Foreign Office intervenes to ‘soften’ the language used by Culture Secretary Lucy Frazer to avoid offending the Abu-Dhabi backers of fund seeking to take over the Telegraph, report claims
- Lucy Frazer said she was ‘minded’ to examine the proposed takeover deal
The Foreign Office intervened to ‘soften’ language used by the Culture Secretary to avoid offending the Abu Dhabi-based backers of a fund seeking to take over the Telegraph, it was claimed last night.
Lucy Frazer had said this week she was ‘minded’ to examine the proposed deal further after a number of Tory MPs warned it represented a threat to press freedom.
But Foreign Office officials became worried the language she used could offend the United Arab Emirates (UAE), which includes Abu Dhabi, ahead of a summit in London for foreign investors next week, The Daily Telegraph reported. The UAE is one of the biggest foreign investors in the UK.
Rishi Sunak is also set to visit Dubai in December for the Cop28 climate conference, which is headed by UAE national oil company chief executive Sultan Al Jaber. And David Cameron, who was appointed Foreign Secretary last week, took up a job in January teaching a three-week course at a university in Abu Dhabi.
Investment fund Redbird IMI – partly funded by Sheikh Mansour bin Zayed Al Nahyan, the deputy prime minister of the UAE and owner of Manchester City FC – announced on Tuesday it had struck a deal that would ultimately see it take control of the Telegraph newspapers. Mr Al Jaber is chairman of Redbird IMI, The New York Times reported in June.
Lucy Frazer had said this week she was ‘minded’ to examine the proposed deal further after a number of Tory MPs warned it represented a threat to press freedom
The Daily Telegraph itself used an editorial column this week to say the takeover by a fund ‘linked to a state not known for encouraging free expression’ would concern its readers (Stock Image)
Redbird IMI is being advised on its takeover bid for the Telegraph by public affairs firm Flint Global, whose co-founder and managing partner Sir Simon Fraser is a former Foreign Office mandarin.
Sir Simon quit his job working for one of Sir John Major’s ministers after he started a romantic relationship with a woman who was an official in the Palestine Liberation Organisation, it was reported in 2010. It is believed he was brought back into the Foreign Office in 2010 by William Hague, who was then foreign secretary.
Sir Simon served as permanent under-secretary at the Foreign Office and head of the Diplomatic Service from 2010 to 2015.
The other founder of Flint Global was Ed Richards, a former boss of media regulator Ofcom who once advised Tony Blair when he was prime minister.
Mr Richards is said to be acting as a behind-the-scenes lobbyist for Redbird IMI in its Telegraph bid. Ms Frazer said on Wednesday she is looking at launching a regulatory investigation into whether the deal would be against the public interest.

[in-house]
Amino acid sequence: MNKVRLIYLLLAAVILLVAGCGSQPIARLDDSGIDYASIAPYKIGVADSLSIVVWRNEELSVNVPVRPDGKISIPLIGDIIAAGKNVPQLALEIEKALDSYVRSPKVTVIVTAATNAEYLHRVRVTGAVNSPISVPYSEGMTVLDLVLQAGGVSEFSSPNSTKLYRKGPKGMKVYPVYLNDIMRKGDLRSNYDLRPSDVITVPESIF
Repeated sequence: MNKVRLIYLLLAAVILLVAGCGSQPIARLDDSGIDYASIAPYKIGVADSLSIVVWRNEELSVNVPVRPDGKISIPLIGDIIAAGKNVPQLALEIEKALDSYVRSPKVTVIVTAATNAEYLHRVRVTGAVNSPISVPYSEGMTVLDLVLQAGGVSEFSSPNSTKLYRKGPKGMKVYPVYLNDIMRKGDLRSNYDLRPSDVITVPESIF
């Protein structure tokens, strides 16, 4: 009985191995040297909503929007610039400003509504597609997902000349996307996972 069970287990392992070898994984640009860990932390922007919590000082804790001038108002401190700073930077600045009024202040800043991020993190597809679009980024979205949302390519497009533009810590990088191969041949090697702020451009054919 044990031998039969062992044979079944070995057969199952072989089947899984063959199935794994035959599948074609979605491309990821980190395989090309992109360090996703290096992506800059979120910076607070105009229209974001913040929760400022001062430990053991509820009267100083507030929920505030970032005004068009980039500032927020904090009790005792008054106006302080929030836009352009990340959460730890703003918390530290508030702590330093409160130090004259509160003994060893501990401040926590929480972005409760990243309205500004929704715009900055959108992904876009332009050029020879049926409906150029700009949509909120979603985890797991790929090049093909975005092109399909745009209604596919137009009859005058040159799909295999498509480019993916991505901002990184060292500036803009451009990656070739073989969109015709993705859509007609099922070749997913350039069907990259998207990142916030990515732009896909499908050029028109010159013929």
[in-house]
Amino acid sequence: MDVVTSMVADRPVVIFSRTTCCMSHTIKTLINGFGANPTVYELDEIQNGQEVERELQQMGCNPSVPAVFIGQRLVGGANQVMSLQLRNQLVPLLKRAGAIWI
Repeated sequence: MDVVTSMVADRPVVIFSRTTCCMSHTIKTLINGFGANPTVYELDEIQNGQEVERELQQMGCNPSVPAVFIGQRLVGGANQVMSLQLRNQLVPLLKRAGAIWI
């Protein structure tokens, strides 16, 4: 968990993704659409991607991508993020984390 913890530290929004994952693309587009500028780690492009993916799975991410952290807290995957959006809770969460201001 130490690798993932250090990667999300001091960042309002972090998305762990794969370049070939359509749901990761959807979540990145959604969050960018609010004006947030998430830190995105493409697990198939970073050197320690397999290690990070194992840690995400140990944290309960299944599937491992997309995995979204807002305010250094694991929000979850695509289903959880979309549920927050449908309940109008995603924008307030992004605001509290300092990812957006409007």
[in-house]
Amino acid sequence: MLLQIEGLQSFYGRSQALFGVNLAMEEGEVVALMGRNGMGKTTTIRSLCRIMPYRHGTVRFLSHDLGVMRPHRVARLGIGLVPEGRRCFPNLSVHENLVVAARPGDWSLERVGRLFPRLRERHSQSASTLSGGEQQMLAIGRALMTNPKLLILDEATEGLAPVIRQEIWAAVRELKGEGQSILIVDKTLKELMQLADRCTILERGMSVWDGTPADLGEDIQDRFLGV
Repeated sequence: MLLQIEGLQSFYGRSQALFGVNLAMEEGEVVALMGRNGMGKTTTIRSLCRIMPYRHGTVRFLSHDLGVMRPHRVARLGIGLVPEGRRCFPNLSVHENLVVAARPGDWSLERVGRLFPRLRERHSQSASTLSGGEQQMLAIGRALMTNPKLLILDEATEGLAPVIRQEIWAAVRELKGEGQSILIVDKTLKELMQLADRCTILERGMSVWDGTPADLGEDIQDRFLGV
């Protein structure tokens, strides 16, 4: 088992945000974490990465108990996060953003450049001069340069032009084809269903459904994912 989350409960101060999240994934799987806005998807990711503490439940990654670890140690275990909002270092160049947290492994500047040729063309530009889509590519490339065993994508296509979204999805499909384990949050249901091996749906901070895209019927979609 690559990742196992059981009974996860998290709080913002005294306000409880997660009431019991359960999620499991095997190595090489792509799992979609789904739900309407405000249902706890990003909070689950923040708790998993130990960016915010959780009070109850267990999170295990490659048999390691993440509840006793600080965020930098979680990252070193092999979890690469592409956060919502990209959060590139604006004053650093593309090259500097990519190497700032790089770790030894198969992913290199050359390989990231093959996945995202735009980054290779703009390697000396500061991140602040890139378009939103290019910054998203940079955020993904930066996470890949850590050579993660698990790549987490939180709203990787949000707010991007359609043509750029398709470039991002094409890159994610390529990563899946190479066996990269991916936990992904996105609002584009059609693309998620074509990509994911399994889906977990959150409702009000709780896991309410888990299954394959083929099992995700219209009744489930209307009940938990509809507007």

In a written ministerial statement, she said she had written to the parties to the proposed deal to inform them she was ‘minded to’ intervene over concerns ‘that warrant further investigation’.
She said grounds for her possible intervention include the need for ‘accurate presentation of news’, ‘free expression of opinion’ in newspapers and ‘plurality’ of views and ownership.
Rishi Sunak is also set to visit Dubai in December for the Cop28 climate conference, which is headed by UAE national oil company chief executive Sultan Al Jabe
If she decides to do so, it will trigger probes by media regulator Ofcom and the Competition and Markets Authority, which could result in a more detailed investigation.
Several Tory MPs have urged the Government to intervene in the proposed deal, warning that the arrangement ‘represents a potential threat to Press freedom in this country’.
The Daily Telegraph itself used an editorial column this week to say the takeover by a fund ‘linked to a state not known for encouraging free expression’ would concern its readers. The Telegraph and the Spectator were owned by the Barclay family, but were put into receivership by Lloyds owing to debts of £1.1billion.
Lloyds is now selling the group, but the Barclays have agreed a series of loans from Redbird IMI which would allow them to pay off the debts which would eventually be converted into equity meaning they would eventually own the papers.
The sales process – which involved other bidders, including DMGT media group, which owns the Daily Mail – has now been put on hold.
A spokesman for Redbird IMI said of the potential intervention by Ms Frazer: ‘We welcome the opportunity to make further representations to the Government, restating that if we gain ownership of the Telegraph and Spectator we will be committed to maintaining the existing editorial team and believe editorial independence for the titles is essential to protecting their reputation and credibility.’
The Department for Culture did not respond to requests for comment last night.
A Foreign Office spokesperson said: ‘It is standard practice for the Foreign Office to provide advice to other UK government departments when engaging with governments overseas.’
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